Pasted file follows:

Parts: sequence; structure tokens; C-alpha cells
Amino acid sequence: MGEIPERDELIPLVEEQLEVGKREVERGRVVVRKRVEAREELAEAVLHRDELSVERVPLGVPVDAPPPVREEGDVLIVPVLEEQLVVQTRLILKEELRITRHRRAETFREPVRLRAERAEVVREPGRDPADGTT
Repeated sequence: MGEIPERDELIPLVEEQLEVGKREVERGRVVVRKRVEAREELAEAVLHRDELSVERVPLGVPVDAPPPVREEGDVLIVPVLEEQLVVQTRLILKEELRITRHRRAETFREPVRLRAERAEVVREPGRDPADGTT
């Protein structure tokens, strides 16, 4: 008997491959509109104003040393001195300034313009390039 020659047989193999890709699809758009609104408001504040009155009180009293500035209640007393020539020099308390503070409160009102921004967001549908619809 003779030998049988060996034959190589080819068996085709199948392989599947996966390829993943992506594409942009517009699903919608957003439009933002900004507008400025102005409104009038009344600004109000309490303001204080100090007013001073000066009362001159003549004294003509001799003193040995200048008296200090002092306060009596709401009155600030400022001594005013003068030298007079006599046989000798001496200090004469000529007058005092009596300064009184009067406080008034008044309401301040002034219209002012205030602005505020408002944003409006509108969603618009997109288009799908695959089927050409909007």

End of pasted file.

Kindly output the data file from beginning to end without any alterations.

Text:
Parts: sequence; structure tokens; C-alpha cells
Amino acid sequence: MGEIPERDELIPLVEEQLEVGKREVERGRVVVRKRVEAREELAEAVLHRDELSVERVPLGVPVDAPPPVREEGDVLIVPVLEEQLVVQTRLILKEELRITRHRRAETFREPVRLRAERAEVVREPGRDPADGTT
Repeated sequence: MGEIPERDELIPLVEEQLEVGKREVERGRVVVRKRVEAREELAEAVLHRDELSVERVPLGVPVDAPPPVREEGDVLIVPVLEEQLVVQTRLILKEELRITRHRRAETFREPVRLRAERAEVVREPGRDPADGTT
């Protein structure tokens, strides 16, 4: 008997491959509109104003040393001195300034313009390039 020659047989193999890709699809758009609104408001504040009155009180009293500035209640007393020539020099308390503070409160009102921004967001549908619809 003779030998049988060996034959190589080819068996085709199948392989599947996966390829993943992506594409942009517009699903919608957003439009933002900004507008400025102005409104009038009344600004109000309490303001204080100090007013001073000066009362001159003549004294003509001799003193040995200048008296200090002092306060009596709401009155600030400022001594005013003068030298007079006599046989000798001496200090004469000529007058005092009596300064009184009067406080008034008044309401301040002034219209002012205030602005505020408002944003409006509108969603618009997109288009799908695959089927050409909007």